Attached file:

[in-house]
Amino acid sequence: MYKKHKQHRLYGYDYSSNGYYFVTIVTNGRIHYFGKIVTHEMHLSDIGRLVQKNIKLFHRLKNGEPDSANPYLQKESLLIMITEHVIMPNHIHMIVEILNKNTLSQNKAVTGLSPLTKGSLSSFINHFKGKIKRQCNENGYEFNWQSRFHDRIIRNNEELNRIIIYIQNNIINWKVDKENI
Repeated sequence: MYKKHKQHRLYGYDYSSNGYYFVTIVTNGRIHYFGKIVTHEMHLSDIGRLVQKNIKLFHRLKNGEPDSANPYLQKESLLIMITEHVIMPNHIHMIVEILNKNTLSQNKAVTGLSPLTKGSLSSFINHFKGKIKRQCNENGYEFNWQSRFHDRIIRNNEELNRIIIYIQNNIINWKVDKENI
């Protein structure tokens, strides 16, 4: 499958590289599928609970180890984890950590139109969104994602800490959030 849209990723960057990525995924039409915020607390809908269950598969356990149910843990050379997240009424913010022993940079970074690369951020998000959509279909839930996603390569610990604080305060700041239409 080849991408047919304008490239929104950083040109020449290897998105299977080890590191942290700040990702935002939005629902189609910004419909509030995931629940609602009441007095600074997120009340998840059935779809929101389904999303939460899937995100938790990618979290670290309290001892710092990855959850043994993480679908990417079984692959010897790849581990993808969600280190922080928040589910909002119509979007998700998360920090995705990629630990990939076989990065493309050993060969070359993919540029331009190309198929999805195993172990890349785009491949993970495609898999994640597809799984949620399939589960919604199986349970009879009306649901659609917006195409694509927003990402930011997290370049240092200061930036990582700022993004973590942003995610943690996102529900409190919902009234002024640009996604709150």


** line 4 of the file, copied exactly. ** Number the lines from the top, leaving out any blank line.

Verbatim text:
């Protein structure tokens, strides 16, 4: 499958590289599928609970180890984890950590139109969104994602800490959030 849209990723960057990525995924039409915020607390809908269950598969356990149910843990050379997240009424913010022993940079970074690369951020998000959509279909839930996603390569610990604080305060700041239409 080849991408047919304008490239929104950083040109020449290897998105299977080890590191942290700040990702935002939005629902189609910004419909509030995931629940609602009441007095600074997120009340998840059935779809929101389904999303939460899937995100938790990618979290670290309290001892710092990855959850043994993480679908990417079984692959010897790849581990993808969600280190922080928040589910909002119509979007998700998360920090995705990629630990990939076989990065493309050993060969070359993919540029331009190309198929999805195993172990890349785009491949993970495609898999994640597809799984949620399939589960919604199986349970009879009306649901659609917006195409694509927003990402930011997290370049240092200061930036990582700022993004973590942003995610943690996102529900409190919902009234002024640009996604709150």